In that time he had a huge role to play in the development of a number of Canterbury academy players from provincial rookies to quality Super Rugby performers and on to the national squad. Kieran Reid, Owen Franks, Colin Slade, Sonny Bill Williams and Sam Whitelock, all of whom were part of New Zealand’s World Cup-winning squad last October, are players Penney has helped nurture along with the next generation of All Blacks who are currently starring for the Crusaders in Robbie Fruean, Matt Todd and Tom Taylor.
By all accounts Penney is a typical Kiwi, hard-nosed, passionate, knowledgeable and direct. He doesn’t suffer fools. That may well have cost him in terms of securing a Super Rugby appointment closer to home as many in his native land feel he has been forced out of New Zealand due to a long-running feud between his close friend, Australian and former Crusaders coach Robbie Deans, and the New Zealand rugby union.
Coming from a region which has enjoyed unprecedented success in recent times — the Crusaders have won seven Super titles since 1998 — it will be interesting to see just what Penney makes of the Munster set-up as it is currently configured.
His biggest decision could yet be to call time on the two centres that have made up the professional scene in Munster — Cork and Limerick — which is beginning to look decidedly outdated in the world of professional sport. It would also enable a trimming down on support staff as at present there is duplication in a number of areas due to location.
Penney’s role is all encompassing, controlling and directing a big management team of specialist coaches, video analysts, strength and conditioning specialists, medical, nutritional and logistical expertise but one that he has considerable experience at.
In addition, he will have to work closely with the Munster academy staff and maintain a watching brief over the up-and-coming talent in the province. His hands-on experience in the Canterbury academy set-up will surely add greatly to the big strides Munster have made in that area in recent times.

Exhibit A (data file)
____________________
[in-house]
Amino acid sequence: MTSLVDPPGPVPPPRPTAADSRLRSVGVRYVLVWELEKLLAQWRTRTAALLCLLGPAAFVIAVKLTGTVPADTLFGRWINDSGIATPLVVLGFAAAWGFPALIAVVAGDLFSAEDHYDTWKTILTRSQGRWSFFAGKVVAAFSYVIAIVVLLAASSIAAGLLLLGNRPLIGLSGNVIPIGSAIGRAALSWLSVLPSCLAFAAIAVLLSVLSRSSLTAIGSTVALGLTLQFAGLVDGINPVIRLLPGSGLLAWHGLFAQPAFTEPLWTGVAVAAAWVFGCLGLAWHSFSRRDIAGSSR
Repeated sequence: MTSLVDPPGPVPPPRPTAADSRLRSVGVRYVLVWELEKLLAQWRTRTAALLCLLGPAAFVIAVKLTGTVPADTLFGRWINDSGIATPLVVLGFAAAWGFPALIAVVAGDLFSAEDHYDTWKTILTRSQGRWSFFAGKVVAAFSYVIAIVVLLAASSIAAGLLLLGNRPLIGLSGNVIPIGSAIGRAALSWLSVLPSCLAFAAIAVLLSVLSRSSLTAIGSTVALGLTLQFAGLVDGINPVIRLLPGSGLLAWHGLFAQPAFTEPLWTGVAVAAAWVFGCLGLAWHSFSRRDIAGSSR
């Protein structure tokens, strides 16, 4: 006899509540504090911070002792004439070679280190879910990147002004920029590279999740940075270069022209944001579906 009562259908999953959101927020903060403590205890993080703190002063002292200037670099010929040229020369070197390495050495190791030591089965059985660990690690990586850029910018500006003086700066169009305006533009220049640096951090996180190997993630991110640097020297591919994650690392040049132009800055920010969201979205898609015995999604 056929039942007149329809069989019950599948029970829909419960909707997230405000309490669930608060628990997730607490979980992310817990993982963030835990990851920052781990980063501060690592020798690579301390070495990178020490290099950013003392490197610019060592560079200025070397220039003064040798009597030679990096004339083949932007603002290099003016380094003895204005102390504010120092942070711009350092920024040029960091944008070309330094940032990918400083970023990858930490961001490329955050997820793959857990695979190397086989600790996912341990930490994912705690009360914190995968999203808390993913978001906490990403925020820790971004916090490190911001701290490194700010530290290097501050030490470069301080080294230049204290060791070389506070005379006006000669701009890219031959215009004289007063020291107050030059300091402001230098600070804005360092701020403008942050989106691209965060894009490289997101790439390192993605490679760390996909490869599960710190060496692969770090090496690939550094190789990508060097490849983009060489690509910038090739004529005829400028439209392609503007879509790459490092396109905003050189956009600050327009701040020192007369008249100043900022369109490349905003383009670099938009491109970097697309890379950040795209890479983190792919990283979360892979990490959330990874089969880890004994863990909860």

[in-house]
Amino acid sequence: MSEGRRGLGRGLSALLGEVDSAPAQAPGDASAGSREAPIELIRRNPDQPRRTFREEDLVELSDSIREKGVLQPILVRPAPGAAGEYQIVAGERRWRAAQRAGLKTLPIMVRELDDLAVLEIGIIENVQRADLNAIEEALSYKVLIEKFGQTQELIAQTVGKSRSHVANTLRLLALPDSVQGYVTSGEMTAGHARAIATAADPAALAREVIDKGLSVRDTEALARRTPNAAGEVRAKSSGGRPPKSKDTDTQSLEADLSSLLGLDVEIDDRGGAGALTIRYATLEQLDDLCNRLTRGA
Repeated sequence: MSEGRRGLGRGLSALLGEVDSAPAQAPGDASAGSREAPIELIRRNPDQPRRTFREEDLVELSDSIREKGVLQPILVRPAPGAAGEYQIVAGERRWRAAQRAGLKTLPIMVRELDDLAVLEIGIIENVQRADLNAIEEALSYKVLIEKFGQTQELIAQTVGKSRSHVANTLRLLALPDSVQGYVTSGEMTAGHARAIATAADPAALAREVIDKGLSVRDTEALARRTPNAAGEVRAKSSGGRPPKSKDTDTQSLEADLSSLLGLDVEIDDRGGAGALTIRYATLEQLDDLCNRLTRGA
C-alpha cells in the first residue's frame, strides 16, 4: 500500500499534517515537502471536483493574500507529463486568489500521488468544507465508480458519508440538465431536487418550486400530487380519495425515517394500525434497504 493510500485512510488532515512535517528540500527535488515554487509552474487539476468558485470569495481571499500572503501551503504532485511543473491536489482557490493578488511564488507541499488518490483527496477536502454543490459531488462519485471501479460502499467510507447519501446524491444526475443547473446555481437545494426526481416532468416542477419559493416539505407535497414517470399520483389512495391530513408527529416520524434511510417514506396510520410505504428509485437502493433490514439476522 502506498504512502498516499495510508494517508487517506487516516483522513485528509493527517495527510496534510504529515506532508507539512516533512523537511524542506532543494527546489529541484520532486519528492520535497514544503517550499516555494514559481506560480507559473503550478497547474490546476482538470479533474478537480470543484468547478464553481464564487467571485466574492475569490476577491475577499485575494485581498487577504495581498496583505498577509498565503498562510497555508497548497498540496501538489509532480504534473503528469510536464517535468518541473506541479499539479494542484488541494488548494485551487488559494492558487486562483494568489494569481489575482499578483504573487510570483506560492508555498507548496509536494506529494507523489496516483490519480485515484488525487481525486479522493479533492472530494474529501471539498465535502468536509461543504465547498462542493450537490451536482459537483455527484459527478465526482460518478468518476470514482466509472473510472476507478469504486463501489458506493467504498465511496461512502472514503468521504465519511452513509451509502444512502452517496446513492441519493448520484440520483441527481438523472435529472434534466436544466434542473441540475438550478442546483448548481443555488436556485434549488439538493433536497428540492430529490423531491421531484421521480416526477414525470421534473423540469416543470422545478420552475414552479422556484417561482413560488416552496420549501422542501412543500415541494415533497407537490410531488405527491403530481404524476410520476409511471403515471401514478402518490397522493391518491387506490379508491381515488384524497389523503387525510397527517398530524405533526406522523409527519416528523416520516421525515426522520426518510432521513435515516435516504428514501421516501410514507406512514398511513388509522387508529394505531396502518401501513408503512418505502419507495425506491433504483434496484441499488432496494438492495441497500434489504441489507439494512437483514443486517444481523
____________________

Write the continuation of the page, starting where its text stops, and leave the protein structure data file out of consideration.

Perhaps the most important challenge for the new man is to forge a solid working relationship with the person he pipped for the post and who at this point is openly acknowledged as his ultimate successor.
Nobody is more steeped in Munster Rugby than Anthony Foley and his knowledge of the players coming through the system, allied to his experience and exposure to Heineken Cup rugby, will be crucial to Penney.
Gert Smal’s recent illness allowed Foley demonstrate his ability, knowledge and organisational skills to a wider and more critical audience and the response from those outside of Munster in the Irish camp was both positive and receptive. Penney must now draw on that.
The last remaining piece of the jigsaw will be the appointment of a backs coach and it is only right that the new man is offered the time and space to make that appointment himself. Penney arrives here in July after being overlooked for a number of appointments in his native land despite his many accomplishments.
A fellow with a chip on his shoulder and something to prove will find a readymade home in Munster, especially as there are many out there quick to relegate the province into third place in Ireland’s provincial pecking order. Rob Penney will have something to say about that.